The topic is globalization. Krugman has a new essay in which he lays out what seems to be a rapidly crystallizing conventional wisdom on the recent history of globalization. Some excerpts:
[D]uring the 1990s a number of economists, myself included...tried to assess the role of Stolper-Samuelson-type effects in rising inequality...[these analyses] generally suggested that the effect [of factor price equalization from globalization] was relatively modest, and not the central factor in the widening income gap...
[T]he basic fact in the mid 1990s was that imports of manufactured goods from developing countries [were only] around 2 percent of GDP....[T]his wasn’t enough to cause more than a few percent change in relative wages...
In retrospect, however, trade flows in the early 1990s were just the start of something much bigger...
Until the late 1990s employment in manufacturing, although steadily falling as a share of total employment, had remained more or less flat in absolute terms. But manufacturing employment fell off a cliff after 1997, and this decline corresponded to a sharp increase in the nonoil [trade] deficit, of around 2.5 percent of GDP.
Does the surge in the trade deficit explain the fall in employment? Yes, to a significant extent...[A] reasonable estimate is that the [trade] deficit surge...explains more than half of the roughly 20 percent decline in manufacturing employment between 1997 and 2005...[S]oaring imports did impose a significant shock on some U.S. workers...
The 90s consensus, however, focused almost entirely on asking how the growth of trade had affected the incomes of broad labor classes, as opposed to workers in particular industries and communities. This was, I now believe, a major mistake – one in which I shared...
This is where the now-famous analysis of the “China shock” by Autor, Dorn, and Hanson (2013) comes in...[T]he effects of rapid import growth on local labor markets...were large and persistent...
So does this mean that...trade war would be in the interest of workers hurt by globalization? The answer is, as you might guess, no... rapid change appears to be largely behind us: many indicators suggest that hyperglobalization was a one-time event, and that trade has more or less stabilized relative to world GDP...
So while the 90s consensus on the effects of globalization hasn’t stood the test of time very well, one can acknowledge that without accepting the case for protectionism now. We might have done things differently if we had known what was coming, but that’s not a good reason to try turning back the clock.In other words, the new conventional wisdom on trade and globalization can be summed up as:
1. Trade was pretty much good until the late 90s or 00s,
2. The China Shock was unprecedented, and hurt lots of workers in America and other rich countries, and
3. Now the China Shock is over, and a trade war would be bad news.
This is a story I myself have told, in a series of Bloomberg posts.
DeLong is not having it. He has a long essay in which he claims that the supposed negative effects of globalization in the 2000s were, instead, entirely due to bad macroeconomic policy.
I sagree with much of what DeLong writes, but I also disagree with some of it. Here's a point-by-point breakdown of the parts that strike me either as questionable or as not completely to-the-point.
I think that from the early 1970s to the mid-1990s international trade, at least working through the Heckscher-Ohlin channels, put less than zero downward pressure on the wages of American "unskilled" and semi-skilled workers...From the early 1970s to the mid-1990s the relative wage levels of the then-current sources of America's manufacturing imports were rising more rapidly than new low-wage sources of manufacturing imports were being added. The typical American manufacturing worker faced less low-wage competition from imports in the mid-1990s than they had faced in the early 1970s.DeLong thinks this contradicts Krugman, but I don't think it does. Krugman is considering only the latter part - the addition of new low-wage trading partners (and the effect of this, even considered in isolation, was small). I think Krugman would agree with DeLong that erecting trade barriers that prevented the entry of new low-wage trading partners into the global trading system in the 1970s, 1980s, and 1990s would have had net negative effects that far outweighed any positive Stolper-Samuelson effects.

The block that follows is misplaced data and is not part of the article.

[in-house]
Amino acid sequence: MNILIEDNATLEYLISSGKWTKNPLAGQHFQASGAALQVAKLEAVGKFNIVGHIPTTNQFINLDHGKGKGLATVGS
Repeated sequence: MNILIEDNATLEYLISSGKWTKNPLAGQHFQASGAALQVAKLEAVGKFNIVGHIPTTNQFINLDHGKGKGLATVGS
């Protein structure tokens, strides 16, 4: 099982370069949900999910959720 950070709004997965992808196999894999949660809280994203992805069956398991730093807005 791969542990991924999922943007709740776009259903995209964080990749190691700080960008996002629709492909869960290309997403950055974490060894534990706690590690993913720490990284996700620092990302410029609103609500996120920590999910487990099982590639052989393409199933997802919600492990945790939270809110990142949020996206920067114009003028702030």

[W]e could have protected Detroit and Pittsburgh from the consequences of their managerial and technological failings—but it would have been at immense cost for the rest of the economy, a very unfavorable benefit-cost tradeoff.In fact, the U.S did quite a lot to try to protect Detroit and Pittsburgh. We jawboned Japan into appreciating the yen and implementing Voluntary Export Restraints, and enacted all kinds of protectionist measures toward European steel. The protectionist measures probably failed to help U.S. steel or auto companies, or their workers, in the long run. But there is the possibility that it was these measures that prompted Japan to start building its car factories in the United States. Most Japanese cars sold in the United States are now also made in the United States, which has sustained quite a number of manufacturing jobs.
Meanwhile, DeLong overlooks the possibility that U.S. research spending, intended as a protectionist industrial policy measure, led to positive externalities that helped the U.S. technology industry become as successful as it is today. We tend to think of manufacturing's importance in terms of the good blue-collar semi-skilled jobs of the 1950s, but I think this perspective is severely limited. There are a number of reasons we might want high-value-added manufacturing to stay in the United States that have nothing to do with factory employment - it generates local multipliers, it creates products that are easy to export, and it may have a beneficial effect on the overall productivity growth of the economy.
[T]he coming of "hyperglobalization" strengthened opportunities for U.S. workers without formal education to find jobs where their skills, experience, and tacit knowledge could be deployed in ways that were highly productive.For manufacturing workers, this seems to be directly contradicted by Autor et al.'s "China Shock" paper, which shows that workers exposed to Chinese imports tended to experience greatly reduced lifetime incomes. (Autor et al. also claim that the China shock had negative aggregate employment effects, though this claim is heavily model-dependent and the model is kind of iffy.) In any case, DeLong's claim that globalization in the 2000s improved productivity for U.S. workers overall is in need of some empirical support. There are papers that do say that Chinese import competition spurred U.S. innovation, but this doesn't necessarily support a story about beneficial worker reallocation.